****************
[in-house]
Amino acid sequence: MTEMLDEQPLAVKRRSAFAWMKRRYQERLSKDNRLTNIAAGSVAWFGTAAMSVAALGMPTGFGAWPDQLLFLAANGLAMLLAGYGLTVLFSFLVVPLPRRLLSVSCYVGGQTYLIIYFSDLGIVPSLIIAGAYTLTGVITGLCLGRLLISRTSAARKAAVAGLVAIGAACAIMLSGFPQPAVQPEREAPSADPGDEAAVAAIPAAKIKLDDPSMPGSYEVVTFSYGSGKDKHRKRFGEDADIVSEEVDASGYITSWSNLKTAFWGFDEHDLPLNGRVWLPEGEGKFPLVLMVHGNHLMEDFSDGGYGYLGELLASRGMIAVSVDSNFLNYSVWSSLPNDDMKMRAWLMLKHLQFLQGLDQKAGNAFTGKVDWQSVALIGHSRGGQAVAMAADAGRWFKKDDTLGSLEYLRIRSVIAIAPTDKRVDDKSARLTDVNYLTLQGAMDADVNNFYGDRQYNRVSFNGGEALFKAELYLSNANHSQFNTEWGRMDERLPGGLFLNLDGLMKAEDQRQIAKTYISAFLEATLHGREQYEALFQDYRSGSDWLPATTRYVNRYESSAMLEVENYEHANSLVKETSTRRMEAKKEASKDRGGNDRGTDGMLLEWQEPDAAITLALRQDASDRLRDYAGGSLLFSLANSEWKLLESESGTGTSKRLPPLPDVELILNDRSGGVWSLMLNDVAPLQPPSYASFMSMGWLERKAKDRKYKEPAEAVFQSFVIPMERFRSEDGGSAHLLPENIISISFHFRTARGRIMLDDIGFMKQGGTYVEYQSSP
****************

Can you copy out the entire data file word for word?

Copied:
[in-house]
Amino acid sequence: MTEMLDEQPLAVKRRSAFAWMKRRYQERLSKDNRLTNIAAGSVAWFGTAAMSVAALGMPTGFGAWPDQLLFLAANGLAMLLAGYGLTVLFSFLVVPLPRRLLSVSCYVGGQTYLIIYFSDLGIVPSLIIAGAYTLTGVITGLCLGRLLISRTSAARKAAVAGLVAIGAACAIMLSGFPQPAVQPEREAPSADPGDEAAVAAIPAAKIKLDDPSMPGSYEVVTFSYGSGKDKHRKRFGEDADIVSEEVDASGYITSWSNLKTAFWGFDEHDLPLNGRVWLPEGEGKFPLVLMVHGNHLMEDFSDGGYGYLGELLASRGMIAVSVDSNFLNYSVWSSLPNDDMKMRAWLMLKHLQFLQGLDQKAGNAFTGKVDWQSVALIGHSRGGQAVAMAADAGRWFKKDDTLGSLEYLRIRSVIAIAPTDKRVDDKSARLTDVNYLTLQGAMDADVNNFYGDRQYNRVSFNGGEALFKAELYLSNANHSQFNTEWGRMDERLPGGLFLNLDGLMKAEDQRQIAKTYISAFLEATLHGREQYEALFQDYRSGSDWLPATTRYVNRYESSAMLEVENYEHANSLVKETSTRRMEAKKEASKDRGGNDRGTDGMLLEWQEPDAAITLALRQDASDRLRDYAGGSLLFSLANSEWKLLESESGTGTSKRLPPLPDVELILNDRSGGVWSLMLNDVAPLQPPSYASFMSMGWLERKAKDRKYKEPAEAVFQSFVIPMERFRSEDGGSAHLLPENIISISFHFRTARGRIMLDDIGFMKQGGTYVEYQSSP